‘Morris,’ interrupted Michael, ‘I do wish you would let me add one point, for I think it will affect your judgement. It’s pathetic too since that’s your taste in literature.’

‘Well, what is it?’ said Morris.

‘It’s only the name of one of the persons who’s to witness your signature, Morris,’ replied Michael. ‘His name’s Moss, my dear.’


There was a long silence. ‘I might have been sure it was you!’ cried Morris.

‘You’ll sign, won’t you?’ said Michael.

‘Do you know what you’re doing?’ cried Morris. ‘You’re compounding a felony.’

‘Very well, then, we won’t compound it, Morris,’ returned Michael. ‘See how little I understood the sterling integrity of your character! I thought you would prefer it so.’

‘Look here, Michael,’ said John, ‘this is all very fine and large; but how about me? Morris is gone up, I see that; but I’m not. And I was robbed, too, mind you; and just as much an orphan, and at the blessed same academy as himself.’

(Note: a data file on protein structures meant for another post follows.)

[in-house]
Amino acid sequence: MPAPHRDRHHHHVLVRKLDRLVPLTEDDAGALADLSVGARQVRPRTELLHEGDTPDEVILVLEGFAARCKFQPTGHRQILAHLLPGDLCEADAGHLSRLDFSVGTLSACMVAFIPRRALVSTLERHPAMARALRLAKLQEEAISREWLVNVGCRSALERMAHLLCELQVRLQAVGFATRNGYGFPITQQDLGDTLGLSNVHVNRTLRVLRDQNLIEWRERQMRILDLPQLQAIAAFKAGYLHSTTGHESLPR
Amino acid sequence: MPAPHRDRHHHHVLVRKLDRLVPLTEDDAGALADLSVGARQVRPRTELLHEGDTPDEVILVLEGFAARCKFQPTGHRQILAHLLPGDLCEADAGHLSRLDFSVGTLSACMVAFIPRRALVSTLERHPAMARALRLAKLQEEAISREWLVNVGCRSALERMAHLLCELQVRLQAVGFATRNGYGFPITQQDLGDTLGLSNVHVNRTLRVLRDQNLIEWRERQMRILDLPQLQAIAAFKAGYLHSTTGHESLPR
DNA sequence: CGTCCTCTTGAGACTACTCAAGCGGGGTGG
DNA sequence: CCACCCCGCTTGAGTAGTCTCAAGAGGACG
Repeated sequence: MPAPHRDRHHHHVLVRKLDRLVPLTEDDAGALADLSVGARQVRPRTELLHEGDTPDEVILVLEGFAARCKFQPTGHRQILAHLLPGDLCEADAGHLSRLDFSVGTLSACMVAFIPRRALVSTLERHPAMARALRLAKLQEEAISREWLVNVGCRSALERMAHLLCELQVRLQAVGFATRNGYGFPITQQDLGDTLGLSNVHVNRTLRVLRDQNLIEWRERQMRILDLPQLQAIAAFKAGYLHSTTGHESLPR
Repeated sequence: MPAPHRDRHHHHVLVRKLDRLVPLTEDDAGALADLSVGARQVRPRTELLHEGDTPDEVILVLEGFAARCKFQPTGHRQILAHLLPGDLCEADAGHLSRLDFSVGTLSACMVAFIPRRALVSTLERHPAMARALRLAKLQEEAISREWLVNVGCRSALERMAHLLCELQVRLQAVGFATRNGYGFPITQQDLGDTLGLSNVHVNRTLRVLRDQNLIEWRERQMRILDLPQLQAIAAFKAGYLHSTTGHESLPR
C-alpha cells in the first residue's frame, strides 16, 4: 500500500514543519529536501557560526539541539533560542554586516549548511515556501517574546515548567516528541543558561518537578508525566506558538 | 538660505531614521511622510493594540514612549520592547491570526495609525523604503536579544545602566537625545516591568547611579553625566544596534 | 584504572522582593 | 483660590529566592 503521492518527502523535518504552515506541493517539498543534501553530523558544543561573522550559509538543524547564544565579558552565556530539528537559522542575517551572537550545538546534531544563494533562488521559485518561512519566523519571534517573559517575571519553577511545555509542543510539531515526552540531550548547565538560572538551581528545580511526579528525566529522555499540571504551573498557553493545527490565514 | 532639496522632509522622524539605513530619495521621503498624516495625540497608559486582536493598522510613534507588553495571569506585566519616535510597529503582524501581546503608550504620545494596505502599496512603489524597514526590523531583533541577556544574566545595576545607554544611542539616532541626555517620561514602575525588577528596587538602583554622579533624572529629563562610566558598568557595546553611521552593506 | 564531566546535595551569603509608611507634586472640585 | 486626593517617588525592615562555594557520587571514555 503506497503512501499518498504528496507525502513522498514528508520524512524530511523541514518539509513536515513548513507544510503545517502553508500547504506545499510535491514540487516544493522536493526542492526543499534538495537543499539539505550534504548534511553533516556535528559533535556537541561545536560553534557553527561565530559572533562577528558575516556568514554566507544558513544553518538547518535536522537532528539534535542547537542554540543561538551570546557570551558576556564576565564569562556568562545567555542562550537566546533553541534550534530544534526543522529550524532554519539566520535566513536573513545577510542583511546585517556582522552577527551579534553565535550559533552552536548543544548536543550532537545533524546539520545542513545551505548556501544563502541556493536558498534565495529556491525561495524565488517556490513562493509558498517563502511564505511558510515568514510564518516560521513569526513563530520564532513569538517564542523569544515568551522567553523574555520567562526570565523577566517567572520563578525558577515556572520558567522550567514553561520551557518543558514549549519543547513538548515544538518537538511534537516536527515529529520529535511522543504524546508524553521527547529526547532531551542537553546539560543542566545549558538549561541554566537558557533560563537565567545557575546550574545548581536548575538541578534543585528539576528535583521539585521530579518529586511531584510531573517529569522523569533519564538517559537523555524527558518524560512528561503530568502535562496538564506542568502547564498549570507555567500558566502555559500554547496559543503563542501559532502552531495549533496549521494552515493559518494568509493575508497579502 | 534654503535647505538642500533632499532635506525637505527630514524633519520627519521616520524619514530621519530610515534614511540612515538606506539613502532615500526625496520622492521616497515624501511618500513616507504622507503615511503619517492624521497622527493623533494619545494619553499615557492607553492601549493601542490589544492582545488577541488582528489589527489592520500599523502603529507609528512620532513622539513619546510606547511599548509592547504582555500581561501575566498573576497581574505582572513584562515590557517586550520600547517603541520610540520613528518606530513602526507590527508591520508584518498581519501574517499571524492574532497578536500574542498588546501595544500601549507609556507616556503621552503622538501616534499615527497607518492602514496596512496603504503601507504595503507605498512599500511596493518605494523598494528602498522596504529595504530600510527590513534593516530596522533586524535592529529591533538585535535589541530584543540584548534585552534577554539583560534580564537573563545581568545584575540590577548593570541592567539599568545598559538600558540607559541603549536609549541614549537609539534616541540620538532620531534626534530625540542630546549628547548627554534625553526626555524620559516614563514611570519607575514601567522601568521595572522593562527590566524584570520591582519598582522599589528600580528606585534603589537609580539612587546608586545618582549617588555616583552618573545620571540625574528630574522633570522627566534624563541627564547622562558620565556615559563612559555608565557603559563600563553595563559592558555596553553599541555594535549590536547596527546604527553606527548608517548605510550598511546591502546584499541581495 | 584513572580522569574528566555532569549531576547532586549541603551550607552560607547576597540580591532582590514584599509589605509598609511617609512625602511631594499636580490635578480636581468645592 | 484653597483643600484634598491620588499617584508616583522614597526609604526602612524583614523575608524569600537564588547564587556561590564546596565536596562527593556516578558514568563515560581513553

‘Johnny,’ said Michael, ‘don’t you think you’d better leave it to me?’ ‘I’m your man,’ said John. ‘You wouldn’t deceive a poor orphan, I’ll take my oath. Morris, you sign that document, or I’ll start in and astonish your weak mind.’

With a sudden alacrity, Morris proffered his willingness. Clerks were brought in, the discharge was executed, and there was Joseph a free man once more.

‘And now,’ said Michael, ‘hear what I propose to do. Here, John and Morris, is the leather business made over to the pair of you in partnership. I have valued it at the lowest possible figure, Pogram and Jarris’s. And here is a cheque for the balance of your fortune. Now, you see, Morris, you start fresh from the commercial academy; and, as you said yourself the leather business was looking up, I suppose you’ll probably marry before long. Here’s your marriage present—from a Mr Moss.’